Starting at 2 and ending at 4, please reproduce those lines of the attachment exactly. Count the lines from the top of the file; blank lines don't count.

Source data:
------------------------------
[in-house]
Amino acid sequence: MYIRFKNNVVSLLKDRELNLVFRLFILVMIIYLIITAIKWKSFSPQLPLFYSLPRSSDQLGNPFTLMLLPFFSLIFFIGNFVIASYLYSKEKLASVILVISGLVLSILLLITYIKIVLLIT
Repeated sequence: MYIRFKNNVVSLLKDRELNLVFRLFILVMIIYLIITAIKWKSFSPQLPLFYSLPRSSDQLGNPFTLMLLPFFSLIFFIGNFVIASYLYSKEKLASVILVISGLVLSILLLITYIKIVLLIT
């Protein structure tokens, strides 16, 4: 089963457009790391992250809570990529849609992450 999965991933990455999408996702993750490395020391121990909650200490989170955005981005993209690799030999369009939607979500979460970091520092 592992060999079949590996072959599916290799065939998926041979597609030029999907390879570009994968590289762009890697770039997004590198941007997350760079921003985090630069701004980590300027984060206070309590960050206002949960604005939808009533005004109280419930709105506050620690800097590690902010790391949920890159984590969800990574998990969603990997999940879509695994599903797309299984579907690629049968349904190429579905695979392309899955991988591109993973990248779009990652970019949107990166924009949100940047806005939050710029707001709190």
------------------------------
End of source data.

Amino acid sequence: MYIRFKNNVVSLLKDRELNLVFRLFILVMIIYLIITAIKWKSFSPQLPLFYSLPRSSDQLGNPFTLMLLPFFSLIFFIGNFVIASYLYSKEKLASVILVISGLVLSILLLITYIKIVLLIT
Repeated sequence: MYIRFKNNVVSLLKDRELNLVFRLFILVMIIYLIITAIKWKSFSPQLPLFYSLPRSSDQLGNPFTLMLLPFFSLIFFIGNFVIASYLYSKEKLASVILVISGLVLSILLLITYIKIVLLIT
């Protein structure tokens, strides 16, 4: 089963457009790391992250809570990529849609992450 999965991933990455999408996702993750490395020391121990909650200490989170955005981005993209690799030999369009939607979500979460970091520092 592992060999079949590996072959599916290799065939998926041979597609030029999907390879570009994968590289762009890697770039997004590198941007997350760079921003985090630069701004980590300027984060206070309590960050206002949960604005939808009533005004109280419930709105506050620690800097590690902010790391949920890159984590969800990574998990969603990997999940879509695994599903797309299984579907690629049968349904190429579905695979392309899955991988591109993973990248779009990652970019949107990166924009949100940047806005939050710029707001709190």